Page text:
In a year where Facebook (or shall we now say ... Meta?) was one of the top sources of news circulation and time spent in virtual-reality realms reached an all-time high ($3.77 billion spent on VR in 2017 in the US alone!), nearly non-stop screen time seems almost unavoidable.
Chances are, we all have that friend who can’t get through a meal together without pausing the conversation to check a notification on their phone or respond to a quick text. And it’s not as though I’m writing this from my high-horse - I use my smartphone as an alarm in the morning so often the very first thing I do is scroll through a newsfeed, and my job is to write engaging online content so believe me, I get it.
But despite the increased availability of screens at every turn, another trend is emerging; the desire to truly unplug and disconnect - to experience real life and real connections, not just engage with each other on social media.
Just last week I read a blog by Rachel of Hands Free Mama - an open letter to her daughter about the potential pitfalls of too much screen time which is worth a read. Here’s a snippet:
“First, you need to know what is happening to your brain while on your device. Social media is known for creating algorithms to capture and manipulate our consumption. The goal is to achieve the highest amount of engagement possible. (source) There is even a term for this in Silicon Valley: Brain Hacking. It is having a negative impact on our mental health – especially susceptible are teenagers.
Each time the phone notifies you, you stop what you are doing—whether it’s homework or a job you have to do. What might take you one hour to do, will take you several, and it won’t be completed as well. The inability to focus will reflect in your grades and impact the job opportunities you have as you grow. Spending quality time with friends and family will be impacted by the need to check the phone, making you believe what is most important is on your phone when it is really the person in front of you.
Each time you scroll, you are being influenced by what you see on the screen. Your thoughts and beliefs about what your body should look like or what your life should look like are being shaped. The hidden influence of the internet can create a poor self-image, unrealistic comparisons, and harmful judgements – and you won’t even know it is happening.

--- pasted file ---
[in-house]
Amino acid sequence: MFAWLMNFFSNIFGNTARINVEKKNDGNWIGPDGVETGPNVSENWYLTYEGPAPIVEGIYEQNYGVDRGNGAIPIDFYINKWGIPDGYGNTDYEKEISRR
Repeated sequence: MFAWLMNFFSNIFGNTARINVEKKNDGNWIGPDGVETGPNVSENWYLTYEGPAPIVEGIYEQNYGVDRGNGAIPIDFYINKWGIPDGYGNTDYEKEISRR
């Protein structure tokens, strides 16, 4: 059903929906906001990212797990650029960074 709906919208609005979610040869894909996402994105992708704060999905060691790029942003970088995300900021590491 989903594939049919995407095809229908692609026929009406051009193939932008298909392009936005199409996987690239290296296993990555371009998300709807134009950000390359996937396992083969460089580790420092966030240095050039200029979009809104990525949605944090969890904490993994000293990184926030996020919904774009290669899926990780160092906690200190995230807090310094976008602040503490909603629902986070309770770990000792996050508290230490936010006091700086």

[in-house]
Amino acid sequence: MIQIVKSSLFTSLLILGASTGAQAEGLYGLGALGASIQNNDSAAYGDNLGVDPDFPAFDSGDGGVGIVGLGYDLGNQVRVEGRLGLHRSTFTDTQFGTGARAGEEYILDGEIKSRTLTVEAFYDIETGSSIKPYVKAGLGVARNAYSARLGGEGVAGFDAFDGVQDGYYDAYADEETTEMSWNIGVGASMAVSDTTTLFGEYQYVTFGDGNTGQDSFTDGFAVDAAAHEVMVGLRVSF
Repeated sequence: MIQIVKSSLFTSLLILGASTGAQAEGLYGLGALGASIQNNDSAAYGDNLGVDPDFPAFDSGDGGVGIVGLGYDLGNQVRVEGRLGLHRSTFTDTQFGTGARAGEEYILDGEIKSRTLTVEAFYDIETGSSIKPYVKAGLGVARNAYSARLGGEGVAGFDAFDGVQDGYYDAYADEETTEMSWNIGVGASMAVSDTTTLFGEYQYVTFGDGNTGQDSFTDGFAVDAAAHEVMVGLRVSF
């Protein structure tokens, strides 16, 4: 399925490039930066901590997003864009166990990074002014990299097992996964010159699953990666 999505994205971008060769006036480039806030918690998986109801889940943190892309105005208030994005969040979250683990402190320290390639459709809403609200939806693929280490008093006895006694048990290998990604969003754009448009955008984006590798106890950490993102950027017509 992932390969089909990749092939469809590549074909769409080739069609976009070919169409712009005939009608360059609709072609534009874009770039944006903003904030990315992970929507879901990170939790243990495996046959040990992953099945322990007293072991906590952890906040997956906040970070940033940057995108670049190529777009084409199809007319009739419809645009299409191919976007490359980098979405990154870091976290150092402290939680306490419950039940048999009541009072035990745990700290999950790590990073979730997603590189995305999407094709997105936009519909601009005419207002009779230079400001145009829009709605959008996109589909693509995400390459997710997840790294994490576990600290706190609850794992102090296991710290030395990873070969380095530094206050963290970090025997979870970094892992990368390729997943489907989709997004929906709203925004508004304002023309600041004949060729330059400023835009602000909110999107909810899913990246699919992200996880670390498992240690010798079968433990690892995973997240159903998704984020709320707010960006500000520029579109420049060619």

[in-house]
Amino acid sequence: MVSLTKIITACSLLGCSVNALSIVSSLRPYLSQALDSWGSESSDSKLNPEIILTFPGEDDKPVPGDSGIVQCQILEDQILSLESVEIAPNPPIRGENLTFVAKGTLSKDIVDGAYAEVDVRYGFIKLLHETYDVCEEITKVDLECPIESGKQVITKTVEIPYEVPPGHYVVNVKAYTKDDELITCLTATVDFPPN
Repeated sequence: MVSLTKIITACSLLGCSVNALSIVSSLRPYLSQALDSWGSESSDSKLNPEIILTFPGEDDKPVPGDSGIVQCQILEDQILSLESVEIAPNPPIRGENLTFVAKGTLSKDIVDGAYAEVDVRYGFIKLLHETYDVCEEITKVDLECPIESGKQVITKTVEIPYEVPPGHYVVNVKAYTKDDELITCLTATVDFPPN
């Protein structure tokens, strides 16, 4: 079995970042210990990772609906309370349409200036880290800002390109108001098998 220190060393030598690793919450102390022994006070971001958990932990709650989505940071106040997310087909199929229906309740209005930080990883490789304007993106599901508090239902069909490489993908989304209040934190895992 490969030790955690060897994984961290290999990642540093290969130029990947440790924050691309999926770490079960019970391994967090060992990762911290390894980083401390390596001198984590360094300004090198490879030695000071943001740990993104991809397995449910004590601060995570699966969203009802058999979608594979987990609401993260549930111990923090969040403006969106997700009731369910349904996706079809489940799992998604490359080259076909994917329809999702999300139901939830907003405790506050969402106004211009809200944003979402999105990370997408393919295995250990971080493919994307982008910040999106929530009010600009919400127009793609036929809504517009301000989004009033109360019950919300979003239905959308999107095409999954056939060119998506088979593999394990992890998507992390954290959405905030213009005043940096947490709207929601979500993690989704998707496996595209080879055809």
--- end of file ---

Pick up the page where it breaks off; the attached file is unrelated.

But here’s how you take back control:
To real people, real conversations, and real scenery.
To furry animals, interesting books, good music, the great outdoors.
To spatulas, hammers, cameras, paintbrushes, and yoga mats.”
Since reading this, and since recognizing my own tendency to reach for my phone far too frequently in a given day, I’ve decided that one of my intentions for 2022 is to reduce the amount of time I spent on social media and to instead, truly be present in the current moment.
I’m optimistic that by loosening the ties of social media will feel freeing, eye-opening, and rewarding. In cutting back on social media, I also plan to reduce other forms of including tv, computer, iPad etc. Given the nature of my role and that so often, screen time isn’t a choice but simply forced upon us (TV’s in restaurants, on the treadmill at the gym, even in the dentist’s office for Pete’s sake!), I know I won’t be able to completely unplug, but am keen to give it a go as best I can.
I spoke with some friends and colleagues about ways they limit their screen-time for themselves and their kids and they gave me the following 9 tips:
And that’s it! As with any New Year’s resolutions, I know it’s easier to accomplish with friends so tell me - are you also attempting to reduce screen time in your life this year? Let me know in the comments and we can help keep each other accountable.
Happy New Year to you and yours!